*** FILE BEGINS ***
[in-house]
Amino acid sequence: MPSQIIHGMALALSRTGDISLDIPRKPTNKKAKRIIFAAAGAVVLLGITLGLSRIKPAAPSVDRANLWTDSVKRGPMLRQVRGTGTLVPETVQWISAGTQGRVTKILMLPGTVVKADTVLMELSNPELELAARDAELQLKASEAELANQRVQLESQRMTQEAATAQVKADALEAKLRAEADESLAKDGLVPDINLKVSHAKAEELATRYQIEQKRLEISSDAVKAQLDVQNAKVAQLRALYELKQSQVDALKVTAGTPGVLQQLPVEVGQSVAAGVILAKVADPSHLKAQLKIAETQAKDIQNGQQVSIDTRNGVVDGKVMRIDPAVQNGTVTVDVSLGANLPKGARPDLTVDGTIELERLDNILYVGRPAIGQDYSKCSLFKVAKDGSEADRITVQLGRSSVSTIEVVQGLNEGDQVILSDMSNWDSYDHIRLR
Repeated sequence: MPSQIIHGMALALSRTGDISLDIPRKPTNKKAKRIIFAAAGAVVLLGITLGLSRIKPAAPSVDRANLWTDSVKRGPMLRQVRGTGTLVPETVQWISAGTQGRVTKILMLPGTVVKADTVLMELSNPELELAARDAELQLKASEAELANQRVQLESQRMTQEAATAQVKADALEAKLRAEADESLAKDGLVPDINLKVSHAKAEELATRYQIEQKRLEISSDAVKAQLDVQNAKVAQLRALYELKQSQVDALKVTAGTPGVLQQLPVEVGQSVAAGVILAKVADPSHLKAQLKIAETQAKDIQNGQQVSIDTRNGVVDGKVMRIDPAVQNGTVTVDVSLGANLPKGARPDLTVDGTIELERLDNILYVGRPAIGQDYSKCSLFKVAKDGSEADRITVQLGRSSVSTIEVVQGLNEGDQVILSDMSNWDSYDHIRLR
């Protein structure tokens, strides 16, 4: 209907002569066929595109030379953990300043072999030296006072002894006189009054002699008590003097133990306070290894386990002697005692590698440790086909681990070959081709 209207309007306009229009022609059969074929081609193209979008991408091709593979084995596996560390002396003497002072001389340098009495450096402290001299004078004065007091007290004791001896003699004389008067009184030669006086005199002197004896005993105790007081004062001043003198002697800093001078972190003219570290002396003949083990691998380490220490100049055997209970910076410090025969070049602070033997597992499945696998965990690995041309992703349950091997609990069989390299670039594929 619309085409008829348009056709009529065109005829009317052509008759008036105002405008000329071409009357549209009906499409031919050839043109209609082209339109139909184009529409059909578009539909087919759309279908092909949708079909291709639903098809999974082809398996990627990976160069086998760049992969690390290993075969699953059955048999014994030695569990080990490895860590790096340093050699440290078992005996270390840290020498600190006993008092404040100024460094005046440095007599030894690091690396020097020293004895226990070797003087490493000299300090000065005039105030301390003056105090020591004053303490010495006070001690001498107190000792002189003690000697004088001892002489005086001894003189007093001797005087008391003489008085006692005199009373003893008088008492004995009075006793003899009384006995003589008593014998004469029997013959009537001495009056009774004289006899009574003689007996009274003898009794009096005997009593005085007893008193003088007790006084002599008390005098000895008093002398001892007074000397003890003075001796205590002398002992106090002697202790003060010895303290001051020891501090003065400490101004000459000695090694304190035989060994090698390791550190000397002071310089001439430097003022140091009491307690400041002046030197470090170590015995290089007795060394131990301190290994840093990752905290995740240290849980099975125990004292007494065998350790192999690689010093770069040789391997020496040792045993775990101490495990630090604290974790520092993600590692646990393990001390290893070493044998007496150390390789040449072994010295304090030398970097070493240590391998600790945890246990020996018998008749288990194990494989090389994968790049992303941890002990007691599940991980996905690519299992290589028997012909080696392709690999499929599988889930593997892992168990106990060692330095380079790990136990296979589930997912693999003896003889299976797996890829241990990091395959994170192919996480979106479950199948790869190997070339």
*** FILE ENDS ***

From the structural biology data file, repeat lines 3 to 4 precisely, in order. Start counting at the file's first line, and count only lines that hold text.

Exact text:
Repeated sequence: MPSQIIHGMALALSRTGDISLDIPRKPTNKKAKRIIFAAAGAVVLLGITLGLSRIKPAAPSVDRANLWTDSVKRGPMLRQVRGTGTLVPETVQWISAGTQGRVTKILMLPGTVVKADTVLMELSNPELELAARDAELQLKASEAELANQRVQLESQRMTQEAATAQVKADALEAKLRAEADESLAKDGLVPDINLKVSHAKAEELATRYQIEQKRLEISSDAVKAQLDVQNAKVAQLRALYELKQSQVDALKVTAGTPGVLQQLPVEVGQSVAAGVILAKVADPSHLKAQLKIAETQAKDIQNGQQVSIDTRNGVVDGKVMRIDPAVQNGTVTVDVSLGANLPKGARPDLTVDGTIELERLDNILYVGRPAIGQDYSKCSLFKVAKDGSEADRITVQLGRSSVSTIEVVQGLNEGDQVILSDMSNWDSYDHIRLR
């Protein structure tokens, strides 16, 4: 209907002569066929595109030379953990300043072999030296006072002894006189009054002699008590003097133990306070290894386990002697005692590698440790086909681990070959081709 209207309007306009229009022609059969074929081609193209979008991408091709593979084995596996560390002396003497002072001389340098009495450096402290001299004078004065007091007290004791001896003699004389008067009184030669006086005199002197004896005993105790007081004062001043003198002697800093001078972190003219570290002396003949083990691998380490220490100049055997209970910076410090025969070049602070033997597992499945696998965990690995041309992703349950091997609990069989390299670039594929 619309085409008829348009056709009529065109005829009317052509008759008036105002405008000329071409009357549209009906499409031919050839043109209609082209339109139909184009529409059909578009539909087919759309279908092909949708079909291709639903098809999974082809398996990627990976160069086998760049992969690390290993075969699953059955048999014994030695569990080990490895860590790096340093050699440290078992005996270390840290020498600190006993008092404040100024460094005046440095007599030894690091690396020097020293004895226990070797003087490493000299300090000065005039105030301390003056105090020591004053303490010495006070001690001498107190000792002189003690000697004088001892002489005086001894003189007093001797005087008391003489008085006692005199009373003893008088008492004995009075006793003899009384006995003589008593014998004469029997013959009537001495009056009774004289006899009574003689007996009274003898009794009096005997009593005085007893008193003088007790006084002599008390005098000895008093002398001892007074000397003890003075001796205590002398002992106090002697202790003060010895303290001051020891501090003065400490101004000459000695090694304190035989060994090698390791550190000397002071310089001439430097003022140091009491307690400041002046030197470090170590015995290089007795060394131990301190290994840093990752905290995740240290849980099975125990004292007494065998350790192999690689010093770069040789391997020496040792045993775990101490495990630090604290974790520092993600590692646990393990001390290893070493044998007496150390390789040449072994010295304090030398970097070493240590391998600790945890246990020996018998008749288990194990494989090389994968790049992303941890002990007691599940991980996905690519299992290589028997012909080696392709690999499929599988889930593997892992168990106990060692330095380079790990136990296979589930997912693999003896003889299976797996890829241990990091395959994170192919996480979106479950199948790869190997070339």